14 jan 15

Not even "Fuji Blue", but as it was this morning on my Oakley Mynd walk.  A thin layer of snow defining the fine mesh of branches on an ancient ash tree.  Stunning blue sky, violet shadows in the snow and a brightness we only get here in winter.

The start of a new photography project

This is for some of our new designs launched in South Korea.  Its funny how  nervy I get given that this is my idea of work heaven, but before I begin I feel schizophrenic, then suddenly it all gels and concentration sets in to the exclusion of all else.  This is maybe more of a challenge in that I only really like natural light for my photography and we are fast approaching the shortest day with light levels at their lowest.  Still the request comes from Seoul and I am eager to make it all stunning.

Sunday

The interloper

Actually there were 2 of them that wandered into my garden this morning, vying for the most sumptuous plumage.  Not exactly subtle or camouflaged, these were beautiful plump sleek birds purple and coppery gold.  Here is one as he reached up to drink from my bird bath.
There is really nothing good to be said about having a cold.  Feeling rather sorry for myself with sore throat and fever, so I'm a bit off my feed - which is never good.  2 weeks left to the shortest day then the wait through the dark months.  Should I be spending winters in the Antipodes?

Sunday morning, view takes your breath away.  After days of fog Sunday dawned clear and we went up the Mynd to absorb the view.

Thursday

As if we ever wait that long















Our very nice new neighbours have been extremely generous with their apple harvest, knowing I am a total fruit bat.  There has been a wonderful mix of russets and James Grieves, and an unknown one which has stored very well, little but a good sweet acid balance.  And the bashed ones I used to make a very nice spiced chutney.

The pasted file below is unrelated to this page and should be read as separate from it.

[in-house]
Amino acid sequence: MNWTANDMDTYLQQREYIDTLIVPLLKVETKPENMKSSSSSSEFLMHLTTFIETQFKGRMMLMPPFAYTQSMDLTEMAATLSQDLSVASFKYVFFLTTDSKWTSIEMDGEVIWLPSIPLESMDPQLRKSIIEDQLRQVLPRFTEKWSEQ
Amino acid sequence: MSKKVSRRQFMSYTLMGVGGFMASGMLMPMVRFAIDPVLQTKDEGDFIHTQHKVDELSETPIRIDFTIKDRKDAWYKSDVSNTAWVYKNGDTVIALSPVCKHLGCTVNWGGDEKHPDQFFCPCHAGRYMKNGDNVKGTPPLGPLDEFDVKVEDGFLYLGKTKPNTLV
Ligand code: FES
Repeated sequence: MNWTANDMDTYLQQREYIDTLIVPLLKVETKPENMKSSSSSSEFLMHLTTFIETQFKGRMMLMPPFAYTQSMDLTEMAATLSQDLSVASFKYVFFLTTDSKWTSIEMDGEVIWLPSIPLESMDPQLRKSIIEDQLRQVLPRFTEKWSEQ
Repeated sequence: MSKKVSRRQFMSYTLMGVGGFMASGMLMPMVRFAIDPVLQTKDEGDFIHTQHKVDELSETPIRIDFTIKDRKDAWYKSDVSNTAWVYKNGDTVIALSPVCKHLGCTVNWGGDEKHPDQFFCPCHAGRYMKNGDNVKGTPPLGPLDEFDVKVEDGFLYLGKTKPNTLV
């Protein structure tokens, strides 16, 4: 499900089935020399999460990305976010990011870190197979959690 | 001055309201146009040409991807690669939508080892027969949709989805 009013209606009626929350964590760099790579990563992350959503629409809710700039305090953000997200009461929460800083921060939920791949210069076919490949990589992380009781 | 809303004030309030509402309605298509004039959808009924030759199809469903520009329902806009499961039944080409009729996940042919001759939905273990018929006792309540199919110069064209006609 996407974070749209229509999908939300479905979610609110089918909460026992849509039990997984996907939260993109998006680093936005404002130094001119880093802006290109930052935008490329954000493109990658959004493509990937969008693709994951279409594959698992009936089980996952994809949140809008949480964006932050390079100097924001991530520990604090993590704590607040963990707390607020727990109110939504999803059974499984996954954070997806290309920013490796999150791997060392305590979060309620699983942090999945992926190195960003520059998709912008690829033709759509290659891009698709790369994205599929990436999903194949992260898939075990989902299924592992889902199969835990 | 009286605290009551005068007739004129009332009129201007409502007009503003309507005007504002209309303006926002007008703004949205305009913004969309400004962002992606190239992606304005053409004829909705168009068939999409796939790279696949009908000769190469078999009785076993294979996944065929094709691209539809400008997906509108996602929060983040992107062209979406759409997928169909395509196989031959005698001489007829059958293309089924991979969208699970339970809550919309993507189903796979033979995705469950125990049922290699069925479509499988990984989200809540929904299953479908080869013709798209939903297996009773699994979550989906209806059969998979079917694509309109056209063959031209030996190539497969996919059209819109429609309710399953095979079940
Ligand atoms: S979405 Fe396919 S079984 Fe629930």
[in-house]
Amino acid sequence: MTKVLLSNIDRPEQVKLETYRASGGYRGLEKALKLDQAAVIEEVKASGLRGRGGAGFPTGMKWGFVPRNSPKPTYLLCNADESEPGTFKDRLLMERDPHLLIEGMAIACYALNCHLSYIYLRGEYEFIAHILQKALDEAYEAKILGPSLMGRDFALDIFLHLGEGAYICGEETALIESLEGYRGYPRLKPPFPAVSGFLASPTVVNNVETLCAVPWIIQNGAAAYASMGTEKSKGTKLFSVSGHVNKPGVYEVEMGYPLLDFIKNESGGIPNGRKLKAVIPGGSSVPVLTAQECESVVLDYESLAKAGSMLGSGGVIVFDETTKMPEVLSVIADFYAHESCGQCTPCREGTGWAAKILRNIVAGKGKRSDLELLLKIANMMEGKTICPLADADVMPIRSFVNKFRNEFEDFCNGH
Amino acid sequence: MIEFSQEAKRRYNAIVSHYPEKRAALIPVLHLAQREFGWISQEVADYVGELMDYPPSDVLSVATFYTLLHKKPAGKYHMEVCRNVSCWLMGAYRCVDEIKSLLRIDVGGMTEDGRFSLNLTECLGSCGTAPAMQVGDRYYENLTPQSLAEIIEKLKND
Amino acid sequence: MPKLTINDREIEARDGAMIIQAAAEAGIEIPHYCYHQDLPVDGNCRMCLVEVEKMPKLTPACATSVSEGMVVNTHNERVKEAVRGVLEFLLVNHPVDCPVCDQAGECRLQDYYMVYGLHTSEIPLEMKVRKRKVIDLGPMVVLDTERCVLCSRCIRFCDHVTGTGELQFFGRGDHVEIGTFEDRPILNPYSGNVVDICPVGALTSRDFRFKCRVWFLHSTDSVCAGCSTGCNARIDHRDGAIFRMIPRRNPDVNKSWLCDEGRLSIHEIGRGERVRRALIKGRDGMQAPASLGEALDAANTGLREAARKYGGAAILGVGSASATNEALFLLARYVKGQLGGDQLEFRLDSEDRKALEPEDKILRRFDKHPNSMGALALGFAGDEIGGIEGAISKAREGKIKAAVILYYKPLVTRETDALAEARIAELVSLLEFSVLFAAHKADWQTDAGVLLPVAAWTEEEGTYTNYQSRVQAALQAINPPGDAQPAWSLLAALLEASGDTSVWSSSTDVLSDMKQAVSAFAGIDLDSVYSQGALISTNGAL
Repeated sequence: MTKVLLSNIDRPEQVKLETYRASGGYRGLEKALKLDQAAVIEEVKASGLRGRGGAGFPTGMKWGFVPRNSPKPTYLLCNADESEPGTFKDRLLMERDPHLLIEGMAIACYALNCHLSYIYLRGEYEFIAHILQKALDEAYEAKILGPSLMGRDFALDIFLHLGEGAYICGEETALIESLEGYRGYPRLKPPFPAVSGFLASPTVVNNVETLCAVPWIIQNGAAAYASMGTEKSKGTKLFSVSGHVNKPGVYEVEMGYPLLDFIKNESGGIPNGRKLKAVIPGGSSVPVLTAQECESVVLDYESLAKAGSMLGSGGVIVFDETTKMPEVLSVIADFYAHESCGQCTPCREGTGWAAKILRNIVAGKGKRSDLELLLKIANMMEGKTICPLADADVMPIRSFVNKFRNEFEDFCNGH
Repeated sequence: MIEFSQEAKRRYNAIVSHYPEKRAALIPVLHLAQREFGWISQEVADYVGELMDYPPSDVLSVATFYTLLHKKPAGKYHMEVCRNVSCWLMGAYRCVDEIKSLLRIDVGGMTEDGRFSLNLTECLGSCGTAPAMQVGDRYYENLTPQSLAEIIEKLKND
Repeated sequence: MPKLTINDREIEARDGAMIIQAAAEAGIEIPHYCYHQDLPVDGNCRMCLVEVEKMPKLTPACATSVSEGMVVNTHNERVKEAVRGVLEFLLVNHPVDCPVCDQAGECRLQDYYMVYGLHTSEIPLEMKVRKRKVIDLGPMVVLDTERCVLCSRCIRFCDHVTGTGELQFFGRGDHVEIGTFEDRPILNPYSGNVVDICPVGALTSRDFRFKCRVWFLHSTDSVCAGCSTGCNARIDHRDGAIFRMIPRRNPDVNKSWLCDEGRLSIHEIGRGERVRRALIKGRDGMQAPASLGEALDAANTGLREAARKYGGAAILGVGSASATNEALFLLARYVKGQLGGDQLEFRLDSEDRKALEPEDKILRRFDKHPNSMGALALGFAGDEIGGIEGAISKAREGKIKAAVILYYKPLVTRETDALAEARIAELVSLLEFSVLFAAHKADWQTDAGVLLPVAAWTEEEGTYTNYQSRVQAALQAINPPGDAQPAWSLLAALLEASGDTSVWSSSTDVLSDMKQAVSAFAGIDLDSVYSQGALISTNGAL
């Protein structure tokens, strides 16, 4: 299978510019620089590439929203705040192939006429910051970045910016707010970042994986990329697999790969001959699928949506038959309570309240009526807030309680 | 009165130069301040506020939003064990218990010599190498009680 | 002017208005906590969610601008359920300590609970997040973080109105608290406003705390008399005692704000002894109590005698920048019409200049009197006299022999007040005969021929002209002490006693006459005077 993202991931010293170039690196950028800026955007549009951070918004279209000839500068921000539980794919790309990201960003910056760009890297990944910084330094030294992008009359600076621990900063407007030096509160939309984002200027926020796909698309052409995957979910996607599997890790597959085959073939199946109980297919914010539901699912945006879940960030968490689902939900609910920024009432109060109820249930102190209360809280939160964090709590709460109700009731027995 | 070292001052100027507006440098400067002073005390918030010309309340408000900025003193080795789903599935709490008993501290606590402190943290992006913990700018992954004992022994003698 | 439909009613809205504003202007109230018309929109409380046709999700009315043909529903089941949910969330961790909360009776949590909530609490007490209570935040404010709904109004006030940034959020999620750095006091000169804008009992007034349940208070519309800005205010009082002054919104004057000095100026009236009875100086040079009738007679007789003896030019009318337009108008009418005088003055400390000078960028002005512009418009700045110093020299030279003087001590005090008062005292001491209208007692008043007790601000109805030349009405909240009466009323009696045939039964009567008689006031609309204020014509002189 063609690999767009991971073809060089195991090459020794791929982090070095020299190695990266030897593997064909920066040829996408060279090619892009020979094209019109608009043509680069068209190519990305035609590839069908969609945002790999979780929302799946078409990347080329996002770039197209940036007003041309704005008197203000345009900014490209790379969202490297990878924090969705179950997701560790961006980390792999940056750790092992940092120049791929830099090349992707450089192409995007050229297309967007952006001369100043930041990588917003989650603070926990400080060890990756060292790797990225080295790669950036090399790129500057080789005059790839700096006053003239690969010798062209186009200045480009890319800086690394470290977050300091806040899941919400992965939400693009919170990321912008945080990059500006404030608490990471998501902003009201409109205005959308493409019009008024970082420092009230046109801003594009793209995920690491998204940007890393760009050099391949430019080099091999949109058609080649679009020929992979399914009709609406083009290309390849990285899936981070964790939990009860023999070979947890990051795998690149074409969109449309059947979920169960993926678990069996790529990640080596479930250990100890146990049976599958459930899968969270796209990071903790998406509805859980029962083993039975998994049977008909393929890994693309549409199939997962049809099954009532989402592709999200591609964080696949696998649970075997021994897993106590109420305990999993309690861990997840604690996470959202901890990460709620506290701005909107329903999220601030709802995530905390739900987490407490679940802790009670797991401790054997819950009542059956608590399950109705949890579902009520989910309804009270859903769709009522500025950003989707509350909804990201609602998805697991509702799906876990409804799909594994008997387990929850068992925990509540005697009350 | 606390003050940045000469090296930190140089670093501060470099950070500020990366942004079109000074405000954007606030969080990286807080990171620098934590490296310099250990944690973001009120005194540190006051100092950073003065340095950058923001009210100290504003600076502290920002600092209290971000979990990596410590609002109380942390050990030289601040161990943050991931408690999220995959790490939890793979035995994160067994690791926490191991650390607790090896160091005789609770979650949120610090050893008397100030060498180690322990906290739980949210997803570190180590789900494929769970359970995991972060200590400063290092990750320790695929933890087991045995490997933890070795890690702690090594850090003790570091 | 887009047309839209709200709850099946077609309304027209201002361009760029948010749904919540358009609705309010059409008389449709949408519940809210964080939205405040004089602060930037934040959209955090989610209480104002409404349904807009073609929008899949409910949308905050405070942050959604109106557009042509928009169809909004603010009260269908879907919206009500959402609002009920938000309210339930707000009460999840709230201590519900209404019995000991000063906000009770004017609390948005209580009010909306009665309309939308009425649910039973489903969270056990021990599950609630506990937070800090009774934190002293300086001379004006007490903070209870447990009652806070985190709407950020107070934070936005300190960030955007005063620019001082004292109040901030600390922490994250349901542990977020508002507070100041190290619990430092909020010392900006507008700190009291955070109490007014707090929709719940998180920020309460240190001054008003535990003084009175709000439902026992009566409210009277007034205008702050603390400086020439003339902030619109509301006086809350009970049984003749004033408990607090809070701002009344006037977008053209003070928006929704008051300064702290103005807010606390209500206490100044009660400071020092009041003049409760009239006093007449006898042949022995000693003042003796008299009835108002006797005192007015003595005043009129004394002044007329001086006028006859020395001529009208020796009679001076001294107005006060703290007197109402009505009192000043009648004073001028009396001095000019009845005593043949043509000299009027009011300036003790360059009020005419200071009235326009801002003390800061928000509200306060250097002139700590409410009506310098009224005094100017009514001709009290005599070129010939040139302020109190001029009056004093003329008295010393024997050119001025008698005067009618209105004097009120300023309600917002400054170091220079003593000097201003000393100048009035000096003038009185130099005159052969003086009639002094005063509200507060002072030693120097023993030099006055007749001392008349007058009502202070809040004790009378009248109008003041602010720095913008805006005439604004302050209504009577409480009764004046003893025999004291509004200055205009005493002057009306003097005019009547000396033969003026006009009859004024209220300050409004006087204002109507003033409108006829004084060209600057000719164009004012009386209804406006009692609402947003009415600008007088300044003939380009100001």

Here is the recipe
3kg sweet dessert apples, peeled and cored
6 tiny onions peeled and chopped
9 or 10 cloves garlic smashed and chopped roughly
400 ml malt vinegar
500g granulated sugar (could be a little less)
2 good tsp chilli flakes
1 x tbs black pepper corns
Seeds from 8 cardamon pods
2 x tsp salt
1 x big tsp mustard seed


3 x good tbs semi dried coriander seeds
Boil up, then simmer till thick and unctuous (1 and a half hours ish). Bottle into hot jars and seal.

KEEP 3 MONTHS BEFORE EATING

Wednesday

More like this please...

Not the French Riviera but South Shropshire on 5 November - not bad, but still dreaming of cycling through pine woods in Les Landes next summer.
Still I can thoroughly recommend eschewing the GMT nonsense, who want to have afternoon tea in the dark? be like us, stick to BST at least a few more weeks yet.

Saturday

Food for the soul

Ribeye steak from British White cattle (old variety  - white as you'd expect, with black noses and ears known for their excellent eating).  This one from a Mr Plunkett (I kid you not).  Wood burner stoked in readiness for searing, griddle heating, Tenterden Chapel Down pinot noir airing, rocket leaf salad prepped, potato rosti ready to toast off.  And Autumn Bliss raspberries from the garden.  Can't wait...